FTC Town Hall to Address Digital Rights Management Technologies - Event Takes Place Wednesday, March 25, 2009, in Seattle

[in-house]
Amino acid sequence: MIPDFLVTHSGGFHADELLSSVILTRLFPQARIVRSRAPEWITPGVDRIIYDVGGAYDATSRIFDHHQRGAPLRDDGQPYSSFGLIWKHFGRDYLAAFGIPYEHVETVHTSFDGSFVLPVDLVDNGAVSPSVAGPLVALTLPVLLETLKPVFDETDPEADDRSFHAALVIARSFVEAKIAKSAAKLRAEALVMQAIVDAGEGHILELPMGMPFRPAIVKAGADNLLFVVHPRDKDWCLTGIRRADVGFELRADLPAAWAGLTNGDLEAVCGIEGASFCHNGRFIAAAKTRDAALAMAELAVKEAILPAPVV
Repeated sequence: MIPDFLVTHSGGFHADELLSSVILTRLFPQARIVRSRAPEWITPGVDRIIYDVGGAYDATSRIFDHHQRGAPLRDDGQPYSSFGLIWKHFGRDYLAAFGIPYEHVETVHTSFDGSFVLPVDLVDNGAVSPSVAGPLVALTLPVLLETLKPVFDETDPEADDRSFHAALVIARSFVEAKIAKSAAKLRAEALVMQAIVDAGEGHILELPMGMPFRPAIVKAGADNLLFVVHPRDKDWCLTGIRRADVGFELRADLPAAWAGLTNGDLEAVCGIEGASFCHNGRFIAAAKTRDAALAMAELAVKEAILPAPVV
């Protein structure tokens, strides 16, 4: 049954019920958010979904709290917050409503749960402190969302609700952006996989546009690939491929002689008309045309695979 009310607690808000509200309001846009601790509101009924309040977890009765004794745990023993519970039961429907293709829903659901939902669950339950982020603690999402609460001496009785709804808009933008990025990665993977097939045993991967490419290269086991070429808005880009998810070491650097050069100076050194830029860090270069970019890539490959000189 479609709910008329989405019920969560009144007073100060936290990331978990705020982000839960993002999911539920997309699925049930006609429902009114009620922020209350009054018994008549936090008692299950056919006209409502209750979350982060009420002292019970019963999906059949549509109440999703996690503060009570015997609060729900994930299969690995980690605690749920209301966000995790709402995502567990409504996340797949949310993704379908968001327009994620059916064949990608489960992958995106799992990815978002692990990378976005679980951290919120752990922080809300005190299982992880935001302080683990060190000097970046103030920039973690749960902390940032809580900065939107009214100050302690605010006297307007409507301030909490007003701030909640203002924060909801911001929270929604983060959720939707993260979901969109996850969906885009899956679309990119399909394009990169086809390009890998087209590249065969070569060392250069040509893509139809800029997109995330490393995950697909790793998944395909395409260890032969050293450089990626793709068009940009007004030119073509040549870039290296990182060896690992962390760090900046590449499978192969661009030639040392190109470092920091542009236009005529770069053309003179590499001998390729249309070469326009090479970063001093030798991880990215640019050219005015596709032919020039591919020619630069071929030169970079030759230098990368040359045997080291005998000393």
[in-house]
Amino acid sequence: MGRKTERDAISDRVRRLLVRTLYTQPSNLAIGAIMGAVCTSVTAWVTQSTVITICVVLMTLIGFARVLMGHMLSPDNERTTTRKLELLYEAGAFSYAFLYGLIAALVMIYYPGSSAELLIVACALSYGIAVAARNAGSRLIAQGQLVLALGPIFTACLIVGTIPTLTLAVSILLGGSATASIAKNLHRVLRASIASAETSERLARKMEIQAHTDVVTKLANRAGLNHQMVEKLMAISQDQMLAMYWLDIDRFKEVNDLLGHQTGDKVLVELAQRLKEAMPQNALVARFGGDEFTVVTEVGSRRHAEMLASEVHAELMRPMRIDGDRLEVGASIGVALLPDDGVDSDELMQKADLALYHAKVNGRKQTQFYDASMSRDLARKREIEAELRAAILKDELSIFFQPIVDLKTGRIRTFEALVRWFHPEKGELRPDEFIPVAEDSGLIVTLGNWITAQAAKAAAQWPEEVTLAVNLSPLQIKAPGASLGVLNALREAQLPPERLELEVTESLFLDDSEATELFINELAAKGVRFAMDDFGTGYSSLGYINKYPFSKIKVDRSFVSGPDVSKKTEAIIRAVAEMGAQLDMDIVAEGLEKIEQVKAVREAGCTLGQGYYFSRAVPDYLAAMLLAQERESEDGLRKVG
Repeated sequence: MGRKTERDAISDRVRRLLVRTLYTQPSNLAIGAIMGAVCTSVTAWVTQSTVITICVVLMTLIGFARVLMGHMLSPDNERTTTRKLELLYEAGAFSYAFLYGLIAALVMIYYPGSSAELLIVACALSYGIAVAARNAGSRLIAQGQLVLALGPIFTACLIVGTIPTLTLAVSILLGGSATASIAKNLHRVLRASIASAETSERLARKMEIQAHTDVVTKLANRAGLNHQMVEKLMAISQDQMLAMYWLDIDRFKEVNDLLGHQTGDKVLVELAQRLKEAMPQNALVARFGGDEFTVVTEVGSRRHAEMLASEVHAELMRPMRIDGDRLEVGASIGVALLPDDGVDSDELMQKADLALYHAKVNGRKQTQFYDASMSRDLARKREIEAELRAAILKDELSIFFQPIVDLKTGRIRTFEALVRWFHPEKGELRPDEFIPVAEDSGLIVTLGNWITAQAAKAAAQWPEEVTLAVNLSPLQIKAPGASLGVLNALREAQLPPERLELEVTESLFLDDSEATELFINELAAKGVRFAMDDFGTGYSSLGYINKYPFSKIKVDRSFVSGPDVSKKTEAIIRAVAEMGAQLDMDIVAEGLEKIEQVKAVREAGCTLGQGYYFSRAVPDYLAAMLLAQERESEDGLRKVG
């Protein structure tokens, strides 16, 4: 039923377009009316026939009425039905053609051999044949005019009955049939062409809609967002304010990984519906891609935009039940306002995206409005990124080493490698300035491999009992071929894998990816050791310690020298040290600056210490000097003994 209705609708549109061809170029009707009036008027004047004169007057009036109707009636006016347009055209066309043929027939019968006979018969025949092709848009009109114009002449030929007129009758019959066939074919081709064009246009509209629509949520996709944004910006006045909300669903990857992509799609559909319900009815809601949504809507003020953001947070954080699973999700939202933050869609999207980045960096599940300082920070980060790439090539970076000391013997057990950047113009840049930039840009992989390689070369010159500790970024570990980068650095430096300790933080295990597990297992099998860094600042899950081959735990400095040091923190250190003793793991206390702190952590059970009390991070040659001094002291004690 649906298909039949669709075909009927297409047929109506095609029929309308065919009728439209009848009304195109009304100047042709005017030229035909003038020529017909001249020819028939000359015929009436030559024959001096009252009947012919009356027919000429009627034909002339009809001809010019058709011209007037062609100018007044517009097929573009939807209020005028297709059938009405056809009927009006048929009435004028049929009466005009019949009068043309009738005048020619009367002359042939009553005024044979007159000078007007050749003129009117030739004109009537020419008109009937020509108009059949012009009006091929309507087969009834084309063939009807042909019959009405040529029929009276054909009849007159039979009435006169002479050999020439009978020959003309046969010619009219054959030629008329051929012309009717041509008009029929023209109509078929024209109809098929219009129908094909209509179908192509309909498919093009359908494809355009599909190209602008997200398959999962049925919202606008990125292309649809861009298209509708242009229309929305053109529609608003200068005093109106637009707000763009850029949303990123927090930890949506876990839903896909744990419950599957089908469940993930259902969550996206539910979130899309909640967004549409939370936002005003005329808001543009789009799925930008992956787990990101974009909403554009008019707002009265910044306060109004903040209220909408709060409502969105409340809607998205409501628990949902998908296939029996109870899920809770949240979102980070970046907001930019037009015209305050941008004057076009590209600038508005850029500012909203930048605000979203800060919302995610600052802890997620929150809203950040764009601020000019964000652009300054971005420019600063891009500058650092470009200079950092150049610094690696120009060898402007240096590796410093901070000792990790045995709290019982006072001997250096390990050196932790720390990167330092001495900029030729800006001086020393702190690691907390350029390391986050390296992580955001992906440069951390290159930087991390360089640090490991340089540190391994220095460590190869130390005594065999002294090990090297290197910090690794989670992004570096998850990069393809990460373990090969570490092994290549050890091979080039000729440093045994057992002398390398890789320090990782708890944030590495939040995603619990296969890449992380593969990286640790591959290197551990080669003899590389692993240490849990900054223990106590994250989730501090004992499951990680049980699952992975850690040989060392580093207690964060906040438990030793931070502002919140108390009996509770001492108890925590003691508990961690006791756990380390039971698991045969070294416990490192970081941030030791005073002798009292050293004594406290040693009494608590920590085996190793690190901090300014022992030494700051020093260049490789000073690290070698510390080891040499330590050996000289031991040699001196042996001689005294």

I have a lot to say and only 4000 characters to say it, so I'll try to be brief. In 2008, I bought the game "Mass Effect" for the PC. My PC is only just good enough to play the game, so the performance of the game is low. I decided that I was going to hold off until my next PC to continue playing it. Afterward, I was informed that I was not allowed to install it more than a few times, or I would have to buy a new copy of the game. As it is now, the game is taking up 10 Gigabytes of my hard drive and I'm not playing it and I can't uninstall it because I don't know if they will release a revoke tool or not. If I uninstall it before a revoke tool is released, I will permanently lose one installation. Needless to say, if I was careless and uninformed, the money I spent of the game will end up being literally flushed down the toilet because I eventually wont be allowed to install and play the game. This is not fair. I understand why companies feel they need DRM. Piracy is a big deal, and giving away copies of a game is bad for business. However, if I wanted to, I could illegally download the game for free, and never have to worry about running out of installations. Where is the incentive to actually buy the game? I can pay nothing and get a better product, or I can be an honest person and get treated like a criminal. This is not fair. DRM comes in all sorts of forms. Music and downloadable content for console games also are restricted by DRM. Mostly, this is OK, because once again, letting people give away free copies is bad for business. The problem is, with consoles and iPods and such, if the device breaks, you can't always get the content you purchased back. When my Nintendo Wii broke, I sent it in for repair, and when I got it back, I couldn't use all of the features I had before it broke, because I was now officially using another console. Similar things can happen with the Xbox360 and PlayStation 3. These are just issues that *I* have come across, and I do my best to be an informed consumer. Not everyone will be as conscious of the limitations in the products they purchase as I am. Given the current trends, I could easily see DRM becoming more and more restrictive to the point where a consumer no longer owns the product they purchase, but have rights equal to that of some one who rented it instead. I'm afraid I don't have any great solutions to offer, but I would recommend creating restrictions on how restrictive DRM is allowed to be on a product. The easiest solution would be to just ban DRM, because I believe that products will be purchased if they are worth purchasing. Internet pirates will always be around, and punishing honest consumers is inexcusable.